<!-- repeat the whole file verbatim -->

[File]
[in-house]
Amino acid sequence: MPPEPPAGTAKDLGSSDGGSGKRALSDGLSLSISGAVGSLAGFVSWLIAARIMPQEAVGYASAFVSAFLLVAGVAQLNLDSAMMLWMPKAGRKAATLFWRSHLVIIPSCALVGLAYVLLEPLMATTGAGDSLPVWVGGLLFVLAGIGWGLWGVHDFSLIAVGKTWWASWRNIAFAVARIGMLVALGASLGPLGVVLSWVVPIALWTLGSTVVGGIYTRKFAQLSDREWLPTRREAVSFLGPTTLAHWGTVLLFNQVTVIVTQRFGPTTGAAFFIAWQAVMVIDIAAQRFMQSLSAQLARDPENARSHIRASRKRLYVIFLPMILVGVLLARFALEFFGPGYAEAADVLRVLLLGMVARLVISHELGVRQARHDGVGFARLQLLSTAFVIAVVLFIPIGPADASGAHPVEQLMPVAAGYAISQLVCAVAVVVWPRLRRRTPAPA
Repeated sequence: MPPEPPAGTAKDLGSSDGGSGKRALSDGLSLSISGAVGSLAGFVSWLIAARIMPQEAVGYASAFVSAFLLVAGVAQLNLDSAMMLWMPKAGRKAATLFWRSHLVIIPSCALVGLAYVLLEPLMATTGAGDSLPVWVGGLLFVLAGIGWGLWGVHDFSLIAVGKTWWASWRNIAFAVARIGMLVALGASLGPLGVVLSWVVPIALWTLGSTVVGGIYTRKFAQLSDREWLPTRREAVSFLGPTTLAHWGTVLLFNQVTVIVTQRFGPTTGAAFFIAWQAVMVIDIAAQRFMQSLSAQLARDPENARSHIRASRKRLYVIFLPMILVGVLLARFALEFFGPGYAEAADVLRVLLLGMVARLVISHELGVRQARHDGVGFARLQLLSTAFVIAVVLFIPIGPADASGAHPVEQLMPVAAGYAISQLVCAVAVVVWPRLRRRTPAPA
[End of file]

[in-house]
Amino acid sequence: MPPEPPAGTAKDLGSSDGGSGKRALSDGLSLSISGAVGSLAGFVSWLIAARIMPQEAVGYASAFVSAFLLVAGVAQLNLDSAMMLWMPKAGRKAATLFWRSHLVIIPSCALVGLAYVLLEPLMATTGAGDSLPVWVGGLLFVLAGIGWGLWGVHDFSLIAVGKTWWASWRNIAFAVARIGMLVALGASLGPLGVVLSWVVPIALWTLGSTVVGGIYTRKFAQLSDREWLPTRREAVSFLGPTTLAHWGTVLLFNQVTVIVTQRFGPTTGAAFFIAWQAVMVIDIAAQRFMQSLSAQLARDPENARSHIRASRKRLYVIFLPMILVGVLLARFALEFFGPGYAEAADVLRVLLLGMVARLVISHELGVRQARHDGVGFARLQLLSTAFVIAVVLFIPIGPADASGAHPVEQLMPVAAGYAISQLVCAVAVVVWPRLRRRTPAPA
Repeated sequence: MPPEPPAGTAKDLGSSDGGSGKRALSDGLSLSISGAVGSLAGFVSWLIAARIMPQEAVGYASAFVSAFLLVAGVAQLNLDSAMMLWMPKAGRKAATLFWRSHLVIIPSCALVGLAYVLLEPLMATTGAGDSLPVWVGGLLFVLAGIGWGLWGVHDFSLIAVGKTWWASWRNIAFAVARIGMLVALGASLGPLGVVLSWVVPIALWTLGSTVVGGIYTRKFAQLSDREWLPTRREAVSFLGPTTLAHWGTVLLFNQVTVIVTQRFGPTTGAAFFIAWQAVMVIDIAAQRFMQSLSAQLARDPENARSHIRASRKRLYVIFLPMILVGVLLARFALEFFGPGYAEAADVLRVLLLGMVARLVISHELGVRQARHDGVGFARLQLLSTAFVIAVVLFIPIGPADASGAHPVEQLMPVAAGYAISQLVCAVAVVVWPRLRRRTPAPA